LINCOLNTON Lincolnton High School freshman Zharia Link could hardly believe it when she landed a nomination to the homecoming court.
It seemed even stranger when she won.
Zharia, 15, had expected a more popular girl would be picked to represent the class at a big pep rally and parade through downtown.
“Why me?” she asked – and later found out: The whole thing had been a prank. Her nomination and election to the court was a joke.
As word spread, the school, family members and community rallied around Zharia in a show of support similar to that a Michigan community recently displayed for 16-year-old girl who was also the victim of a homecoming prank.
Instead of backing down, Zharia went forward.
“It was a big joke to them, but not a joke to me,” Zharia said. “I told myself: They’re not going to win. I’m going through with this. To me, it was an honor. I’d never done anything like this before.”
Tonya Link is proud of her daughter.
“I was very disappointed about the prank,” she said. “When Zharia first got home she was very upset. She’s self-conscious about her weight. And she was afraid people would boo her and throw stuff at her at the pep rally. But we talked to her – me, her father and family members, and we told her: ‘You don’t never quit. We stand behind you.’
“Now, in the end, she has more self confidence. Now, she can say ‘I’m a big girl, so what?’ ”
Lincolnton High Principal Tony Worley said that after teachers informed him of the prank Zharia was given the option of dropping out.
“But we strongly encouraged her to participate,” he said. “It was her decision, and we supported her.”
Meanwhile, student body President Nate Andrews had also heard buzz about what happened. Checking the school handbook he determined the prank rated as an example of bullying or harassment.
“I wasn’t going to tolerate that from anybody,” Andrews said. “This is a mainly friendly school. Most students are welcoming and take pride in their school. It’s a large family. I knew we needed to take care of this.”
Andrews met with Worley and teachers and began tweeting students – telling them that at the homecoming pep rally on Sept. 21 “we needed a standing ovation for Zharia.”
‘Scared but excited’
When Zharia started school on Aug. 27, she saw it as the beginning of something positive. She expected four years would fly by and she’d be off to college, majoring in journalism.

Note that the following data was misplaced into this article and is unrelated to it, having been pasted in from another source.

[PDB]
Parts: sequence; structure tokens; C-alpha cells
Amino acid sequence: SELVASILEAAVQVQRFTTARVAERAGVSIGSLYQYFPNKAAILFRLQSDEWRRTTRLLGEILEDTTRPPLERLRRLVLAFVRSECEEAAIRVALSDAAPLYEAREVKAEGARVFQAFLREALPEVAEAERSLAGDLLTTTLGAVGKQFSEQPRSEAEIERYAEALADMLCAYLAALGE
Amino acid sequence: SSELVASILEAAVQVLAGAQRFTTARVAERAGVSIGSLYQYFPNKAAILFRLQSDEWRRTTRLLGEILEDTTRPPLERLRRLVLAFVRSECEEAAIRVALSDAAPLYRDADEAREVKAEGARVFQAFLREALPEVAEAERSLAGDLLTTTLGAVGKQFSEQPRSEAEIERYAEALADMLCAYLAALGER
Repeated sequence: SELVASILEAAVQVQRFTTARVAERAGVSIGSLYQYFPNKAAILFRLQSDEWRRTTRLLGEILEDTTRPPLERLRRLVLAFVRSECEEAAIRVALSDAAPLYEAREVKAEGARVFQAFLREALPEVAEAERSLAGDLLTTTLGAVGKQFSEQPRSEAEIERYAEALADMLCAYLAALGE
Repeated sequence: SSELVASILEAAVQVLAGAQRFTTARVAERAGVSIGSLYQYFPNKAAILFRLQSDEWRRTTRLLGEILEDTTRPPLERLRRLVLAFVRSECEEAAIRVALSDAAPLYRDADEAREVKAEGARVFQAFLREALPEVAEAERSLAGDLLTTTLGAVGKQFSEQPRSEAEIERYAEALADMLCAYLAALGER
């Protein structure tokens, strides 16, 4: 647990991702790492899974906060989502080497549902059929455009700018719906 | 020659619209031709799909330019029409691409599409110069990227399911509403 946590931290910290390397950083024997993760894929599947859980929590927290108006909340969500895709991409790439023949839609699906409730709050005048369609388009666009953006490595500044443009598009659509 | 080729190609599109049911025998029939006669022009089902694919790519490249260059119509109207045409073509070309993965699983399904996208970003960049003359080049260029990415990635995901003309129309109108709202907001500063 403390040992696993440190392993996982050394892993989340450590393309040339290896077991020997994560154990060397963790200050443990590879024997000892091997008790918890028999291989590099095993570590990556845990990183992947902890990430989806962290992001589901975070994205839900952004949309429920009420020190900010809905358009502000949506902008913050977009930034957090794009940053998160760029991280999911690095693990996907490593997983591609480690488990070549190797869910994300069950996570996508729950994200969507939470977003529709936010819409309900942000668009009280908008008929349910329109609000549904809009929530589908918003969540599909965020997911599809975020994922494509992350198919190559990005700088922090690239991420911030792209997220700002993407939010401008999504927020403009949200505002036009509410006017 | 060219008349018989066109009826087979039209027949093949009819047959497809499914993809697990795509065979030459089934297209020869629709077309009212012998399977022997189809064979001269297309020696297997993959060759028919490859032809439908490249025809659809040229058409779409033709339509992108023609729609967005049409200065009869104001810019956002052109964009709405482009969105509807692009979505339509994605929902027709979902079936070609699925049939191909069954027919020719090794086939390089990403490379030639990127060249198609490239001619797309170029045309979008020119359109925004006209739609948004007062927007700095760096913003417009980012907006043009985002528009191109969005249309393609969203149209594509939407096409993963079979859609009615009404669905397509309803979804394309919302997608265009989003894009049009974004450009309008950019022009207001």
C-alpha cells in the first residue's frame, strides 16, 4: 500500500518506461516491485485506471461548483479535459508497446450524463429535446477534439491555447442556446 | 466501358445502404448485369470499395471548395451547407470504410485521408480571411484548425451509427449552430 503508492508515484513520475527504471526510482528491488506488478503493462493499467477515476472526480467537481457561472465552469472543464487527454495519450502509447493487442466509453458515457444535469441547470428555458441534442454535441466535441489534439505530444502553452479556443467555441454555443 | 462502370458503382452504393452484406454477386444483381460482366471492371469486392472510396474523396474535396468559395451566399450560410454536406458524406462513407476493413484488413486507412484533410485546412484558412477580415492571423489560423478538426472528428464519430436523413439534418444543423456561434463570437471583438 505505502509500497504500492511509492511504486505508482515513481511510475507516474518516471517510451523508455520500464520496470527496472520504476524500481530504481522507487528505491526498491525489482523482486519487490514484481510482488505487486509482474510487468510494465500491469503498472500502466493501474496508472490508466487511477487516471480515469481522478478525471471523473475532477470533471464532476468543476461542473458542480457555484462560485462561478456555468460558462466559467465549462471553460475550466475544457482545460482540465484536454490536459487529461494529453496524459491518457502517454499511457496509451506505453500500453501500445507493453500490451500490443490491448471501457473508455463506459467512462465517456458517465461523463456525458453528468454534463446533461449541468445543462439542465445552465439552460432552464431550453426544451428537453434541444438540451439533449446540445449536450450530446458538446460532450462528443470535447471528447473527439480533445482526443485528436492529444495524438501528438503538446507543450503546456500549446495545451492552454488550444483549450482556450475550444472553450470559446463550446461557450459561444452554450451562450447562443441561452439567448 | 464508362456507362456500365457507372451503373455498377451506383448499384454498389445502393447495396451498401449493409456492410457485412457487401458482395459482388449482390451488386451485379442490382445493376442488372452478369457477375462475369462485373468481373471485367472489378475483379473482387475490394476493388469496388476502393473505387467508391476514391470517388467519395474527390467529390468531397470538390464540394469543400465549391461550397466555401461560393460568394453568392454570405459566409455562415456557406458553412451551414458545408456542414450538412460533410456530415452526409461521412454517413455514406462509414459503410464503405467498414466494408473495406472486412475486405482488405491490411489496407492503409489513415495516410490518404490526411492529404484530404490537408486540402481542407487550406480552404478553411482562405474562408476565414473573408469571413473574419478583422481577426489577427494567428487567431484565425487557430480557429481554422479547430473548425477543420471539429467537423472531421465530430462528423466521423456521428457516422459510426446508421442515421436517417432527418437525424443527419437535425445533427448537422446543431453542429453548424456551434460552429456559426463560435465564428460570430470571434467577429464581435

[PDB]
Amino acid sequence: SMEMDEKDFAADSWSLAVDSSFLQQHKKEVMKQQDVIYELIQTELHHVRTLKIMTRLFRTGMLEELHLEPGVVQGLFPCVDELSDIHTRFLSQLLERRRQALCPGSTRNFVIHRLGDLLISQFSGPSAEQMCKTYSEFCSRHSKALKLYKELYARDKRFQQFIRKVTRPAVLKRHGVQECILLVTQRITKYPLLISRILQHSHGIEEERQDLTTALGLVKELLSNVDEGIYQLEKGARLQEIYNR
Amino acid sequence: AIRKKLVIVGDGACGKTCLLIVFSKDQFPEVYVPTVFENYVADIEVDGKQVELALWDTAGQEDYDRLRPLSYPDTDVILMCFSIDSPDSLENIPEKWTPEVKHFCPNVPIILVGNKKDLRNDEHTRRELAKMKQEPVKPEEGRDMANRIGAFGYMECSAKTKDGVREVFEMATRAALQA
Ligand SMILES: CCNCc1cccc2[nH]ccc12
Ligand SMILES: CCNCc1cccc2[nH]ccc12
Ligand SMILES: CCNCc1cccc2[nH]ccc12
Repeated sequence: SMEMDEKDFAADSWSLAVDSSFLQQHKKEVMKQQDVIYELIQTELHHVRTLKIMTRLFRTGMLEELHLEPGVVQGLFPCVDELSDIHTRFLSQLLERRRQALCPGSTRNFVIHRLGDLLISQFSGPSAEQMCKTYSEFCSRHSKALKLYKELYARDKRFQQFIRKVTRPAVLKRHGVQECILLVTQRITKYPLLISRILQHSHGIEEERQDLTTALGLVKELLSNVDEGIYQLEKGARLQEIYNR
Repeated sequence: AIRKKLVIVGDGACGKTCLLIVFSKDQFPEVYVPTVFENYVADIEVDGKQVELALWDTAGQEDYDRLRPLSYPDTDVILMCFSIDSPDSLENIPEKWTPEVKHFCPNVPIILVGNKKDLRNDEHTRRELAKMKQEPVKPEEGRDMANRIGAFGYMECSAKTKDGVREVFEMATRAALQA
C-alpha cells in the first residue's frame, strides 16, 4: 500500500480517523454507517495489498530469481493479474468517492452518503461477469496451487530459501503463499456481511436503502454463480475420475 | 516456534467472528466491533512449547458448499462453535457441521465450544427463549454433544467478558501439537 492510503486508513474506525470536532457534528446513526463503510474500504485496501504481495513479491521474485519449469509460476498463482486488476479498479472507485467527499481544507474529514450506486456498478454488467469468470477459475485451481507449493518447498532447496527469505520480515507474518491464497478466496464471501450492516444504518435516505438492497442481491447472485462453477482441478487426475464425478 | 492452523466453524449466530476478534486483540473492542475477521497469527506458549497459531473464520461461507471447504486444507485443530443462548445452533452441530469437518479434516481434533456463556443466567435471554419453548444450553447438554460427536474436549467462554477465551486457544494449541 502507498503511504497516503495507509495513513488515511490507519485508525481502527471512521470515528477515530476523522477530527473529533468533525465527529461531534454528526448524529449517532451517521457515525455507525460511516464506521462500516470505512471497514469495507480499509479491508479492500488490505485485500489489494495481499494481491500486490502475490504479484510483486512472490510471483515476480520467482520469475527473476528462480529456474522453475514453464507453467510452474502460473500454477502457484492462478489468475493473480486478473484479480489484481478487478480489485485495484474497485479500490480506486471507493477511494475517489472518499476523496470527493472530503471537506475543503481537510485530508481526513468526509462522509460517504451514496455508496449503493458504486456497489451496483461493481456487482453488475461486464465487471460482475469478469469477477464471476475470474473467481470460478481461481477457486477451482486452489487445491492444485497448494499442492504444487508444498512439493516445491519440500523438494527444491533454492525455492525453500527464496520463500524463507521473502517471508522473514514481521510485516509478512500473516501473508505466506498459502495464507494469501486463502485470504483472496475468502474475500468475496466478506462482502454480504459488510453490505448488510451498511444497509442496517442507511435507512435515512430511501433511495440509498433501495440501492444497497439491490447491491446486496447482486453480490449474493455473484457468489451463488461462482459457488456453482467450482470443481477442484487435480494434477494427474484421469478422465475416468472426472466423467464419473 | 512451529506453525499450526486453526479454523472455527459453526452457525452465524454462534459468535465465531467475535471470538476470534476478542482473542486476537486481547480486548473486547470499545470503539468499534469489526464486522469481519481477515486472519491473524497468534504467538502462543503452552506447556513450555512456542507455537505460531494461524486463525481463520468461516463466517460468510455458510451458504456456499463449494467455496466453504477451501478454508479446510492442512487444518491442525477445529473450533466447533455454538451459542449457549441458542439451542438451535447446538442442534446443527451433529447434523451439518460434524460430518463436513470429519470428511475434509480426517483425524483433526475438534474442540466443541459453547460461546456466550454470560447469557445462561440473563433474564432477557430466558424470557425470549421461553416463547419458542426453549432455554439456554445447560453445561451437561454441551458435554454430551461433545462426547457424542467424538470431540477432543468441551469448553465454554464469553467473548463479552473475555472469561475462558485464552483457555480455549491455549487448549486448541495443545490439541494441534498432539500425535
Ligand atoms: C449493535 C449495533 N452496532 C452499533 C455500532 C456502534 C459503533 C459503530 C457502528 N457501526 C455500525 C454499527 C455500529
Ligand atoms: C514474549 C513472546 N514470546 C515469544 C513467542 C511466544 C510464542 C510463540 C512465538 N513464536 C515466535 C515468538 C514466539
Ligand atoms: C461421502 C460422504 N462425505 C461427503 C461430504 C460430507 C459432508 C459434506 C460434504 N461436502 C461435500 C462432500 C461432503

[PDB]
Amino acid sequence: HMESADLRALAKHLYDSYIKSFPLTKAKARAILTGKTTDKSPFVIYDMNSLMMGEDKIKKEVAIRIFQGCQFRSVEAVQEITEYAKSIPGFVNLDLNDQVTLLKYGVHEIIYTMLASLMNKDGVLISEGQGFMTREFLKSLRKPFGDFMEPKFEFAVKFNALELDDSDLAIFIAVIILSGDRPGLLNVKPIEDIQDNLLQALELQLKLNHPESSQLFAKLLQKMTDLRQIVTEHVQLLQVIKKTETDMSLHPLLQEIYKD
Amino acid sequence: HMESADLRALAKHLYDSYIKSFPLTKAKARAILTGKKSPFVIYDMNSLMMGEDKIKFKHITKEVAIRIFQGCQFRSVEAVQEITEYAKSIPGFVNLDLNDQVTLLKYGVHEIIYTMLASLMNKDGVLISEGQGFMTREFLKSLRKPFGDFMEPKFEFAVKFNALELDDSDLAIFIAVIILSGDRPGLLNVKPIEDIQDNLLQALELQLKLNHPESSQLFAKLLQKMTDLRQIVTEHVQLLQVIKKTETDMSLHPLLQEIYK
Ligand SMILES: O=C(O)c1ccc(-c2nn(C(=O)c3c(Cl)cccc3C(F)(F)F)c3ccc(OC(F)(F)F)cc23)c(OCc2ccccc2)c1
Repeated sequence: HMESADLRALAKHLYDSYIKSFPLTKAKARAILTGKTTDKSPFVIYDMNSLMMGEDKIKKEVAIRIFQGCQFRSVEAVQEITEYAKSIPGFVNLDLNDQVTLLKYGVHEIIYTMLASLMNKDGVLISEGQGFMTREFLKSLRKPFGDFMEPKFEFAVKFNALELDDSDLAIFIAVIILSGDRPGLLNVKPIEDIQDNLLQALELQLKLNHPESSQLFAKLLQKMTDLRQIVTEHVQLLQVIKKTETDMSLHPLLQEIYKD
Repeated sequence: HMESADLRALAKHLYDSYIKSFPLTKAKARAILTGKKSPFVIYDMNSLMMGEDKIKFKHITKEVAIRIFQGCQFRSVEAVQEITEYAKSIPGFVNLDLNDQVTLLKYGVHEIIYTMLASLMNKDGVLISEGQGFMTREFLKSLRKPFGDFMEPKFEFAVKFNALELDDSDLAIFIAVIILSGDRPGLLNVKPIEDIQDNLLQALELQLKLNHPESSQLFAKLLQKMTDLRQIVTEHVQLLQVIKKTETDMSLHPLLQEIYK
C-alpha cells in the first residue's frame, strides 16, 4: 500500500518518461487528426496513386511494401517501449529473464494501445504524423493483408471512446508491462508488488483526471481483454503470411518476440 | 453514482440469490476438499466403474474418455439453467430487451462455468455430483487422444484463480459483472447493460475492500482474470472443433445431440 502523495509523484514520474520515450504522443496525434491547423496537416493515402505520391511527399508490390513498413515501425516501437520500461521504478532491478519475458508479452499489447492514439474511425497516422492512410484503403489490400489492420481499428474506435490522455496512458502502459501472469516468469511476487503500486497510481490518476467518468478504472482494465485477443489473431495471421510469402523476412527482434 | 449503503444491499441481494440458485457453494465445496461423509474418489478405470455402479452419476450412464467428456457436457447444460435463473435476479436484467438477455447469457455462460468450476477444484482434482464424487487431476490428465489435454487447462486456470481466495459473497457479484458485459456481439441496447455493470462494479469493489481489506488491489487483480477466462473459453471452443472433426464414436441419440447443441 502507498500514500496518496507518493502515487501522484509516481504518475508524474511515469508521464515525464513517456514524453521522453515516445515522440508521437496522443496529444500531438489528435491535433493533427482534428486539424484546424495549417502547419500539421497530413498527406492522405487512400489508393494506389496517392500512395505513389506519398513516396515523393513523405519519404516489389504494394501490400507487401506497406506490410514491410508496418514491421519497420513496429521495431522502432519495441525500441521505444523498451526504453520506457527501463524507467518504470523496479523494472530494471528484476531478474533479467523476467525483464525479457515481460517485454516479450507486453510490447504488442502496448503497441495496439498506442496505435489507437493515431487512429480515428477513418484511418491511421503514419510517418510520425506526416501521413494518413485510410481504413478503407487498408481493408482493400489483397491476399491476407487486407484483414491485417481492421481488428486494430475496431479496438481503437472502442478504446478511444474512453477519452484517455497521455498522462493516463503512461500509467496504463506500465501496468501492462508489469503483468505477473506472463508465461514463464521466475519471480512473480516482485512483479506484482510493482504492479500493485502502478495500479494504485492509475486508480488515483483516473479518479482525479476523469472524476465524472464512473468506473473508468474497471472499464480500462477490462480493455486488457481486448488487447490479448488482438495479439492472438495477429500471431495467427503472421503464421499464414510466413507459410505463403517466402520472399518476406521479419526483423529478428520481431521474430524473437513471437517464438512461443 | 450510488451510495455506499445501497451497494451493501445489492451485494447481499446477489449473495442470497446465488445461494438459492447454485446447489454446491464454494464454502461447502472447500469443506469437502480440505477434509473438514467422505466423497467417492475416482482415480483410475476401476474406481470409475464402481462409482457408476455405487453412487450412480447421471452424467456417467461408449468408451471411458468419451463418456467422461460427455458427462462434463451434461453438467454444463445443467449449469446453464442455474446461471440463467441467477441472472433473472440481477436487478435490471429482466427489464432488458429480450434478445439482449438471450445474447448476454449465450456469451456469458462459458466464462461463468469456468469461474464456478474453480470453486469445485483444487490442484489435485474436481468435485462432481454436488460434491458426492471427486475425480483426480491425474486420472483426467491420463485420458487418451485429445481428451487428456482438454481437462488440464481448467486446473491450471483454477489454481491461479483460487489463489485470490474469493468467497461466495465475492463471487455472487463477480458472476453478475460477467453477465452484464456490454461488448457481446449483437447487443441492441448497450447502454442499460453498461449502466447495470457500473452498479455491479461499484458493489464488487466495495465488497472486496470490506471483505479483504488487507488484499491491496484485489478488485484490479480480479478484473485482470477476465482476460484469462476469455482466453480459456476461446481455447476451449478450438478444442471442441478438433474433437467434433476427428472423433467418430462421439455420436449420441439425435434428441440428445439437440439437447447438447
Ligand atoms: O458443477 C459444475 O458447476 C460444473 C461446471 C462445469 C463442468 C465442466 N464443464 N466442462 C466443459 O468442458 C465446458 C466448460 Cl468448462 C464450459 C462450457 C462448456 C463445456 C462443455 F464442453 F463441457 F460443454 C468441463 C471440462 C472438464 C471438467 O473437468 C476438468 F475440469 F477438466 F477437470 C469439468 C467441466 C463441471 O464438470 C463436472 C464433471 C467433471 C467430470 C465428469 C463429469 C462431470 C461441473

An aspiring writer, she’s been taking notes about everything that’s happened since the prank. Maybe she’ll turn it into a story someday.
Her nomination and election as a homecoming representative seemed a little “weird” at first. But Zharia said the overwhelming support that came her way canceled any confusion or hurt.
Each class elected two homecoming representatives – a boy and girl.
In Zharia’s case, the boy who’d been elected – also the apparent victim of the prank – dropped out and was replaced by the next highest vote-getter, Andrew Avery.
Zharia had made peace with the pranksters, whoever they were.
“I didn’t care if people had picked on me – it didn’t bother me,” Zharia said. “I was very excited. I was happy.”
Homecoming adviser Heidi Anthony took Zharia under her wing.
“She got my hair done and helped me pick a dress,” Zharia said. “And we went shopping for jewelry.”
Teachers helped her get a corsage and a car for the parade. Some parents chipped in financially.
On her Facebook page, Zharia told everybody she was “scared but excited.”
And she also had this to say: “…Everybody needs to grow up. … I’m never backing down from anybody.”
School officials were never able to identify the handful of students who played the prank. The freshman class has about 200 members, but Worley estimated Zharia had about 40 votes.
“I don’t know the intentions of the voters,” he said, noting that as freshmen transition into high school there’s still a certain amount of immaturity.
Upperclass members reacted swiftly to the homecoming joke, and Worley hopes they sent a clear message.
“I think the lesson learned is valuable,” he said. “This student body won’t allow any bullying or harassment.”
Worley said Lincolnton High is a diverse school where there’s no mold or stereotype students have to fit – a place where students “can be themselves.”
Still, he said the school wants to “limit the possibility anything like this (prank) happens again.”
Officials are looking at ways to revamp the nominating process for homecoming – possibly by self-nomination instead of anonymously in homerooms.
Also, on Oct. 10, there’ll be a “Unity Day” focus at the school during National Bullying Prevention Month.
Homecoming Day still echoes in Zharia’s mind. She remembers riding in the parade, waving at family, friends and strangers.
And she remembers walking into the school gym, wondering what kind of reception she’d get at the pep rally.
More than 900 people stood up and cheered.
“Oh, my goodness, it was the biggest cheer I’d ever heard in my life,” Zharia said. “I didn’t cry, but it was emotional. Inside, I knew people cared.”
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